Flickr is planning to improve its user experience by adding support for virtual reality devices and is giving early demos of the technology to select publications, including Engadget. The virtual reality experience intends to integrate with the company’s photo service, working initially with panorama photos in a radical 360-degree view.
Still in the early stages of development, the technology initially supports the Oculus virtual reality units, though the company hopes to offer support for the Gear VR and other VR headsets in the future. The early demo of the technology, hosted by Flickr engineer and project lead Bertrand Fan, used an Oculus DK 2 connected to a PC that allowed a user to pan their head as they viewed 360-degree panorama photos. The immersive VR experience allowed the user to turn all the way around to view the entire panoramic photo.
Though Fan has only worked on the project for a matter of weeks, he claims to have big plans for the future of the tech. The feature already includes eye control as a means of advancing through a slideshow of 360-degree VR photos, however, Fan doesn’t want to stop there. He also envisions an advanced gesture-based user interface which would allow you to browse your library and organize your photos using only hand gestures and other virtual reality interactions.
Flickr wants to provide the best experience for its 360-degree photos, which continues to grow in popularity and already features several dedicated communities. For starters, all 360-degree photos which support this virtual reality view will be tagged with a headset link or button that then opens the VR connection. To make it easy to discover this VR-enabled content, Flickr also plans to add a dedicated 360-degree panorama category in the explore section of the photo hosting service.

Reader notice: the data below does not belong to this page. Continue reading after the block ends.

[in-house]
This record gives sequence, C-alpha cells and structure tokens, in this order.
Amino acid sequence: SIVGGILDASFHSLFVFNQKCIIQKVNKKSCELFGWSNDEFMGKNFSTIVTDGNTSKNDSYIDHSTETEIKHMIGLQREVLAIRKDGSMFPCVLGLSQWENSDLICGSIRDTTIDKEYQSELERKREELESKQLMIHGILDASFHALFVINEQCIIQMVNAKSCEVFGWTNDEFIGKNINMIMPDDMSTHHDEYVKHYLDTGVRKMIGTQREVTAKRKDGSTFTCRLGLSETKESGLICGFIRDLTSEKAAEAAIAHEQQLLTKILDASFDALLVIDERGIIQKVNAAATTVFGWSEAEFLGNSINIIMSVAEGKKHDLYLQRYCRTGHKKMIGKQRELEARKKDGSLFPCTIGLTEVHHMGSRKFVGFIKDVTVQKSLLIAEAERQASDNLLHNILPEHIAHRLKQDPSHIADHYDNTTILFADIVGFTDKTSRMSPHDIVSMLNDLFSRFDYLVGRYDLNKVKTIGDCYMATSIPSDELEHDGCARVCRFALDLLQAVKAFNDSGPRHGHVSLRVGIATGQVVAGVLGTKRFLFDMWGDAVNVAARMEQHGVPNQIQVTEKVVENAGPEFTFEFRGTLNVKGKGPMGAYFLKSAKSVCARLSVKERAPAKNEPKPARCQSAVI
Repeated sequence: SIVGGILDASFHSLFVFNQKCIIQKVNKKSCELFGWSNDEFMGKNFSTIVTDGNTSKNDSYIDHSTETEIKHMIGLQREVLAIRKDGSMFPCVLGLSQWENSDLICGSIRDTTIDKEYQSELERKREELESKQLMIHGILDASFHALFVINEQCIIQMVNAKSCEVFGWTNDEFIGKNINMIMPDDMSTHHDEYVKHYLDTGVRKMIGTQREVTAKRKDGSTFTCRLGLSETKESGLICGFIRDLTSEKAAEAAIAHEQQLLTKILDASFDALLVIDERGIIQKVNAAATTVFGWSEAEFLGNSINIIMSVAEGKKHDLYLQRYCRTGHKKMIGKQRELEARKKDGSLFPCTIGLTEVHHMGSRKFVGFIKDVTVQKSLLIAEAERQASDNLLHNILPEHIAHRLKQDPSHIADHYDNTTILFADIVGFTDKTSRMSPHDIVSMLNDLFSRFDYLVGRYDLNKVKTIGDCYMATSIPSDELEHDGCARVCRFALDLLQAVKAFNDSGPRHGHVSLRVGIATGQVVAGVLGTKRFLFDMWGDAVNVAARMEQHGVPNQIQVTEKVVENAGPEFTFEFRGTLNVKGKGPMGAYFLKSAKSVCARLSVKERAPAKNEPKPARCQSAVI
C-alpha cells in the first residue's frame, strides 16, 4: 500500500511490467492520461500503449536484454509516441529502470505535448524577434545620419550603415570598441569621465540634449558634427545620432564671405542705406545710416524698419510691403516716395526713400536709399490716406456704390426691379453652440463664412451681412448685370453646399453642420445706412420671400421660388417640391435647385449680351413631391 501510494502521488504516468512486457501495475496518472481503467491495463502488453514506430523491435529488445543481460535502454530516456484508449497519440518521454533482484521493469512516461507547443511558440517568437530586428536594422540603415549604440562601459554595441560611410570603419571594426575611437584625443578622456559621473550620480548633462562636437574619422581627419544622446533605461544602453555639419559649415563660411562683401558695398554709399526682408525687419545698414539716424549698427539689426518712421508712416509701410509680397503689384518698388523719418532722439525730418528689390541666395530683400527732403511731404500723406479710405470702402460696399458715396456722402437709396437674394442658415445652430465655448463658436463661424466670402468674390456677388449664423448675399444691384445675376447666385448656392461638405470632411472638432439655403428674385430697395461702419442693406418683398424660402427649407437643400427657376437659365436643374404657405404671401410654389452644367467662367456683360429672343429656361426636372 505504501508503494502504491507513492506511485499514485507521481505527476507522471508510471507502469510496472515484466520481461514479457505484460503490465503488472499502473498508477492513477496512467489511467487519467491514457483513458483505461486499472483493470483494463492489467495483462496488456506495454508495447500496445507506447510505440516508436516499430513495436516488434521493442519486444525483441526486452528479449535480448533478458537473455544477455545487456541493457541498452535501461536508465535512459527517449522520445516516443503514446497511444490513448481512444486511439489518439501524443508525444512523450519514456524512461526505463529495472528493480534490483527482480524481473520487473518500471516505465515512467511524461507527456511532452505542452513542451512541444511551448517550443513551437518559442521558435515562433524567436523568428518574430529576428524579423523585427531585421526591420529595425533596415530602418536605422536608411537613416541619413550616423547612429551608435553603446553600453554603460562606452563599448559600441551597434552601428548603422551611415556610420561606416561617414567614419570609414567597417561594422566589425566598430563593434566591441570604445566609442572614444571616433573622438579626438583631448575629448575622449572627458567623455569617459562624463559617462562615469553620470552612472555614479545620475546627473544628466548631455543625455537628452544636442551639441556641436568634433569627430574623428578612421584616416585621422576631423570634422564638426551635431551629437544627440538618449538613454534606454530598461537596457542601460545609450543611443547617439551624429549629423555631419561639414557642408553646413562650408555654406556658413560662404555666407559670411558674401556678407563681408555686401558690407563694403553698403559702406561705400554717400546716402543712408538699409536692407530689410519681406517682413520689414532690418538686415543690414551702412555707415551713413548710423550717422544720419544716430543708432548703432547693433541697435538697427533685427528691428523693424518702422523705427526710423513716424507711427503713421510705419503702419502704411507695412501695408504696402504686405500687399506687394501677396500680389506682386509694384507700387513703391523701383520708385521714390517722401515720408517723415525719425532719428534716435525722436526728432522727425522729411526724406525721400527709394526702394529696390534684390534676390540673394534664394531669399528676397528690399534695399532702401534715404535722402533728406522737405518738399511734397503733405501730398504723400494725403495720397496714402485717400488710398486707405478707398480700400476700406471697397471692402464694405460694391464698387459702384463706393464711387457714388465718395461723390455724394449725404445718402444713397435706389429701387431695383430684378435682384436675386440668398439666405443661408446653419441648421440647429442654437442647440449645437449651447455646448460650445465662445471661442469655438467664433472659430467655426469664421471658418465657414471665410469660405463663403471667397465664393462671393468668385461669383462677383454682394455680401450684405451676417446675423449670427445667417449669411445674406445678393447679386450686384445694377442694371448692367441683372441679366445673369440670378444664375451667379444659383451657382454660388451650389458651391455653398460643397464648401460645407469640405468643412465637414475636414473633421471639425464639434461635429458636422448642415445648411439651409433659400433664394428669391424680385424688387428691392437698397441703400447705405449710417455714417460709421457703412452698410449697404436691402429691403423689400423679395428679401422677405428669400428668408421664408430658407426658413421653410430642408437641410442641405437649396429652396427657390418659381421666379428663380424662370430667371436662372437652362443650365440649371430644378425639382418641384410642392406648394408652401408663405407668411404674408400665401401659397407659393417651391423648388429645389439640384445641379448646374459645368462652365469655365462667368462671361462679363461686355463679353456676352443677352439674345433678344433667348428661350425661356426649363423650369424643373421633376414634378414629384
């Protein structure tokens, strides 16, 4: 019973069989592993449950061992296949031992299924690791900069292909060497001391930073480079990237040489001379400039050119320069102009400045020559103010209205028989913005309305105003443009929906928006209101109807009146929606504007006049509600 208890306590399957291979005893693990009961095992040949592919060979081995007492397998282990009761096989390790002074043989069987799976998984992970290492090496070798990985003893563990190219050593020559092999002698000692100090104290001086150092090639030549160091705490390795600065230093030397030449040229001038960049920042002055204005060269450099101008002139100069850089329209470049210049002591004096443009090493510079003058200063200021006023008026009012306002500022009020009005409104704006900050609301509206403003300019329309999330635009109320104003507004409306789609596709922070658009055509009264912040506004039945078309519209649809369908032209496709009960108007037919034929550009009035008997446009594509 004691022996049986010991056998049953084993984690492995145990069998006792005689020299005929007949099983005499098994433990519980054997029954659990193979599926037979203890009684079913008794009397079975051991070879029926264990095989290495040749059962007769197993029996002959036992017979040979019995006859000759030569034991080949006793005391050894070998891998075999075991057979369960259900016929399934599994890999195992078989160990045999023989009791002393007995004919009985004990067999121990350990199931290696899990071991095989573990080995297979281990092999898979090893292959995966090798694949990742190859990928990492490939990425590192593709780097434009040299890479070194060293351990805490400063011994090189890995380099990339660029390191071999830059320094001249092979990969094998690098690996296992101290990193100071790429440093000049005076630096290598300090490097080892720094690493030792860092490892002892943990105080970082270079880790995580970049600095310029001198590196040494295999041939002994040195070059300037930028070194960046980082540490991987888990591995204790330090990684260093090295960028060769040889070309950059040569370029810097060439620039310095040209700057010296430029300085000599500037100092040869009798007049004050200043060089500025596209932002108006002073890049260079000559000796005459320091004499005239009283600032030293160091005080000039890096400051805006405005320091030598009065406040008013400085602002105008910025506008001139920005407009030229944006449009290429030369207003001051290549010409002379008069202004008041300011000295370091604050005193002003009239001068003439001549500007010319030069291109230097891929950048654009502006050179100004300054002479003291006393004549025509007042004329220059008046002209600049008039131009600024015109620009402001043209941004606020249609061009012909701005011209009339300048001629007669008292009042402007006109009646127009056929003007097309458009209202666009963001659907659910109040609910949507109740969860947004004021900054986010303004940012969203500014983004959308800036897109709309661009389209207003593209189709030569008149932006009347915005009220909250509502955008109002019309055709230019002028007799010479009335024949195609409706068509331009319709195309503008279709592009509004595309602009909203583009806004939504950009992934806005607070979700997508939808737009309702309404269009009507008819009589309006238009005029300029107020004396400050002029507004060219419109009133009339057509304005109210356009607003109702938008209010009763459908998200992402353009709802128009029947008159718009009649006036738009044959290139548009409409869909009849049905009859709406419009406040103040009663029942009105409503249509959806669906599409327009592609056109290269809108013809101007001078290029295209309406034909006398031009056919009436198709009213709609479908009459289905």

Fan hopes to completely introduce Flickr’s new VR feature to the general public early next year, however, users should be on the lookout for some virtual reality links to show up on individual photo pages. If you have a spare VR unit kicking around, you can even give the feature a spin when it starts to gradually make its debut.
- This new Windows 11 feature will help you protect your passwords
- Meta wants you to use its creepy Portal as a secondary monitor
- Adobe’s Lightroom just got a whole lot more useful
- The best 360-degree camera apps for iOS and Android
- 5 Windows 11 tricks you really should try